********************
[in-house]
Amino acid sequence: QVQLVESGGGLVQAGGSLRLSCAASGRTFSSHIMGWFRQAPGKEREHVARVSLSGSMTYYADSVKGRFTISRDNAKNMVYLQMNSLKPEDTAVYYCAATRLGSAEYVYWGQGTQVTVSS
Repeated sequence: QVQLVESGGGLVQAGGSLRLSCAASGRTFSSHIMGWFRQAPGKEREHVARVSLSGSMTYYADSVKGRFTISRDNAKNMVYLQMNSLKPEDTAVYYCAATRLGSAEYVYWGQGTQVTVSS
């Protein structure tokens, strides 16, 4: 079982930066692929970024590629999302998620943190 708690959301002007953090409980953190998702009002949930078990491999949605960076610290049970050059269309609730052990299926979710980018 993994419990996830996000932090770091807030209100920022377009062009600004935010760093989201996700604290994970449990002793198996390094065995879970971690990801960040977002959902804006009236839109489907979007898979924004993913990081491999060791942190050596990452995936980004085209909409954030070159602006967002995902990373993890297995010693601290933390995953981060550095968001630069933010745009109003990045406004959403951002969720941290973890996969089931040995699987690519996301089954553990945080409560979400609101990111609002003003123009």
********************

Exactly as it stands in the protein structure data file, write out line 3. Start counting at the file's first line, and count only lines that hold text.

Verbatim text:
Repeated sequence: QVQLVESGGGLVQAGGSLRLSCAASGRTFSSHIMGWFRQAPGKEREHVARVSLSGSMTYYADSVKGRFTISRDNAKNMVYLQMNSLKPEDTAVYYCAATRLGSAEYVYWGQGTQVTVSS